8.  Nevertheless, significant areas of the east and south remain insecure due to military action or banditry, and the continued dangers of mines and unexploded ordnance remain.


  9.  Despite some heavy winter weather (snows, landslides and some early flooding) in the central highlands, west, north and northeast, access has improved throughout the country. Weather has restricted access by humanitarian agencies but has not prevented aid distribution, particularly in the mountainous regions. The most vulnerable areas are the northern/central highlands such as Balkh, Kunduz, Faryab and Sar-I-Pul; and in the west in Ghor and Badghis. While international relief has been slower to reach these areas due to insecurity or access problems, most areas are now receiving assistance.

  10.  Where poor weather conditions have restricted movement, the international community has been able to cope through the use of specialised clearance teams and/or using alternative transport. When isolated pockets of severe malnutrition are identified, response mechanisms are in place through WFP and lead NGOs. To support the identification and response mechanisms and to better enable the targeting of urgent relief and supplementary feeding, WFP has now deployed helicopter-borne Rapid Assessment Teams (initially based in Mazar-I-Sharif, subsequently moving to Kabul and Ghor) to locate and provide essential food aid to isolated groups of people in remote areas and to evaluate the impacts of feeding programmes.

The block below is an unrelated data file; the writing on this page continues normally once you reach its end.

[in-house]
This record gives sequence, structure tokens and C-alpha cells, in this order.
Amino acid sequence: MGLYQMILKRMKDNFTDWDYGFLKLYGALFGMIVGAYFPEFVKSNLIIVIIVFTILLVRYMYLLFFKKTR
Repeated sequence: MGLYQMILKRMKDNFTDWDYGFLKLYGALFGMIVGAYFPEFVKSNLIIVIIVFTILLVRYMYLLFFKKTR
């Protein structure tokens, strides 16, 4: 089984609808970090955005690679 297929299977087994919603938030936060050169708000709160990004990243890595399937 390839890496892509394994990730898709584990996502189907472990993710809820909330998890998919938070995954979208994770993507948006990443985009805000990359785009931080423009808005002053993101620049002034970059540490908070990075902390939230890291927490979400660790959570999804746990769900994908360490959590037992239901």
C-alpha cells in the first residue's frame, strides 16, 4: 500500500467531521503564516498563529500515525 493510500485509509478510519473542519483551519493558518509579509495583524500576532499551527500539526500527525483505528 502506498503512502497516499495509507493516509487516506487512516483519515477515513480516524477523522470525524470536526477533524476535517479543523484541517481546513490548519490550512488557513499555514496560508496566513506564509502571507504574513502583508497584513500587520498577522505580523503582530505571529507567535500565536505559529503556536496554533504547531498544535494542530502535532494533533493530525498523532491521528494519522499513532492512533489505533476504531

11.  The opening of the Salang tunnel has improved the flow of supplies between the north and south of the country. However a recent landslide at the tunnel due to heavy snowfall illustrates the fragile state of the transport network. Overall, transport infrastructure across the country is in a very poor state, with a number of critical roads and bridges in need of extensive, large-scale, capital investment.


  12.  Across most of the country, the severe winter conditions are unlikely to translate into improvements to the ongoing drought conditions. In the north and west, however, higher levels of precipitation than in recent years suggest some alleviation of the drought.


  13.  WFP has continued to perform well in delivering food to Afghanistan. Approximately 250,000 tonnes of food aid have been distributed to 6.6 million people since October 2001. Around 4,000 tonnes of food aid has been dispatched to the worst-affected provinces of Herat, Faryab, Badghis and Ghor since the beginning of February.

  14.  A city-wide food distribution has now begun in Mazar-i-Sharif, following on from similar distributions in Kabul and Herat. Approximately 53,000 families will receive WFP food rations totalling around 2,500 tonnes of wheat.

  15.  Supplies of other relief items, such as tents, blankets, and cooking equipment, continue to be provided to those who need them in sufficient quantities.